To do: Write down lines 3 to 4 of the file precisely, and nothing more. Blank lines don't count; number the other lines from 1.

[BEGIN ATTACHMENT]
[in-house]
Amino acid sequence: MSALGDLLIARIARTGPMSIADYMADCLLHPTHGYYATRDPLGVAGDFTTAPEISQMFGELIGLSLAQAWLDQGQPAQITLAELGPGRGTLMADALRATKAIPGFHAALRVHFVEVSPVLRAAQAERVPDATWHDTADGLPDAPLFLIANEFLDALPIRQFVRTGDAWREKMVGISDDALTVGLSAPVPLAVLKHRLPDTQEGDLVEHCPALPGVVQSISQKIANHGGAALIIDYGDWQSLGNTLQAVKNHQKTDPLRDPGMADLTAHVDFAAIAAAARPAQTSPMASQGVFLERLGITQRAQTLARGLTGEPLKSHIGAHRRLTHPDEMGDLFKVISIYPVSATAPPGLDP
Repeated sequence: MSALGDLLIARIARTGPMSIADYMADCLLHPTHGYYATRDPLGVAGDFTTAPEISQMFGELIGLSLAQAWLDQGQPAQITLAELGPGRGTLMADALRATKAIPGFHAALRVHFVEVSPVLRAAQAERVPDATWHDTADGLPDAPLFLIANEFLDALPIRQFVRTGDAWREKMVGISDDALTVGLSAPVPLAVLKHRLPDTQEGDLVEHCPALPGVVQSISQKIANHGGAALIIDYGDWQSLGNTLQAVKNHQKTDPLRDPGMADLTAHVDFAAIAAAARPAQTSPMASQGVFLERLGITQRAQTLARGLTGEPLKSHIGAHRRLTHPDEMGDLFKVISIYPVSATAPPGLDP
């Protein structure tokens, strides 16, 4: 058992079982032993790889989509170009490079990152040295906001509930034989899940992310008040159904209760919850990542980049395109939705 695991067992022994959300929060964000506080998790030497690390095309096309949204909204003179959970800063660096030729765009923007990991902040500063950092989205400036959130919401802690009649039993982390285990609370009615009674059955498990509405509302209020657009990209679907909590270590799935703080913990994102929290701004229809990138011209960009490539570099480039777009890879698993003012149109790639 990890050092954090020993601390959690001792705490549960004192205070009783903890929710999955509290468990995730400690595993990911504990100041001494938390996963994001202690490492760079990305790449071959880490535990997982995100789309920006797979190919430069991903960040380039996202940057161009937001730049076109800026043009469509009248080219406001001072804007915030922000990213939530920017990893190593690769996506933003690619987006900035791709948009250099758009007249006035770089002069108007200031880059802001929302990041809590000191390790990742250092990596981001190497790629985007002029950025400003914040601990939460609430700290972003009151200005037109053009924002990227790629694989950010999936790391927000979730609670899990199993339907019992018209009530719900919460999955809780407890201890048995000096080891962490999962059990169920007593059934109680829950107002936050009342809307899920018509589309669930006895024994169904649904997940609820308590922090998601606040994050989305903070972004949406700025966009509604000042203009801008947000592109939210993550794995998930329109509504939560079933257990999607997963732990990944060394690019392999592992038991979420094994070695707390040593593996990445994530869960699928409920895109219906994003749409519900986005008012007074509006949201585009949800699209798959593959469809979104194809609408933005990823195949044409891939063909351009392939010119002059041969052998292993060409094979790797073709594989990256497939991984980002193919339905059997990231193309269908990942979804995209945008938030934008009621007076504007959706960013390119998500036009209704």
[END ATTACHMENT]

Repeated sequence: MSALGDLLIARIARTGPMSIADYMADCLLHPTHGYYATRDPLGVAGDFTTAPEISQMFGELIGLSLAQAWLDQGQPAQITLAELGPGRGTLMADALRATKAIPGFHAALRVHFVEVSPVLRAAQAERVPDATWHDTADGLPDAPLFLIANEFLDALPIRQFVRTGDAWREKMVGISDDALTVGLSAPVPLAVLKHRLPDTQEGDLVEHCPALPGVVQSISQKIANHGGAALIIDYGDWQSLGNTLQAVKNHQKTDPLRDPGMADLTAHVDFAAIAAAARPAQTSPMASQGVFLERLGITQRAQTLARGLTGEPLKSHIGAHRRLTHPDEMGDLFKVISIYPVSATAPPGLDP
């Protein structure tokens, strides 16, 4: 058992079982032993790889989509170009490079990152040295906001509930034989899940992310008040159904209760919850990542980049395109939705 695991067992022994959300929060964000506080998790030497690390095309096309949204909204003179959970800063660096030729765009923007990991902040500063950092989205400036959130919401802690009649039993982390285990609370009615009674059955498990509405509302209020657009990209679907909590270590799935703080913990994102929290701004229809990138011209960009490539570099480039777009890879698993003012149109790639 990890050092954090020993601390959690001792705490549960004192205070009783903890929710999955509290468990995730400690595993990911504990100041001494938390996963994001202690490492760079990305790449071959880490535990997982995100789309920006797979190919430069991903960040380039996202940057161009937001730049076109800026043009469509009248080219406001001072804007915030922000990213939530920017990893190593690769996506933003690619987006900035791709948009250099758009007249006035770089002069108007200031880059802001929302990041809590000191390790990742250092990596981001190497790629985007002029950025400003914040601990939460609430700290972003009151200005037109053009924002990227790629694989950010999936790391927000979730609670899990199993339907019992018209009530719900919460999955809780407890201890048995000096080891962490999962059990169920007593059934109680829950107002936050009342809307899920018509589309669930006895024994169904649904997940609820308590922090998601606040994050989305903070972004949406700025966009509604000042203009801008947000592109939210993550794995998930329109509504939560079933257990999607997963732990990944060394690019392999592992038991979420094994070695707390040593593996990445994530869960699928409920895109219906994003749409519900986005008012007074509006949201585009949800699209798959593959469809979104194809609408933005990823195949044409891939063909351009392939010119002059041969052998292993060409094979790797073709594989990256497939991984980002193919339905059997990231193309269908990942979804995209945008938030934008009621007076504007959706960013390119998500036009209704």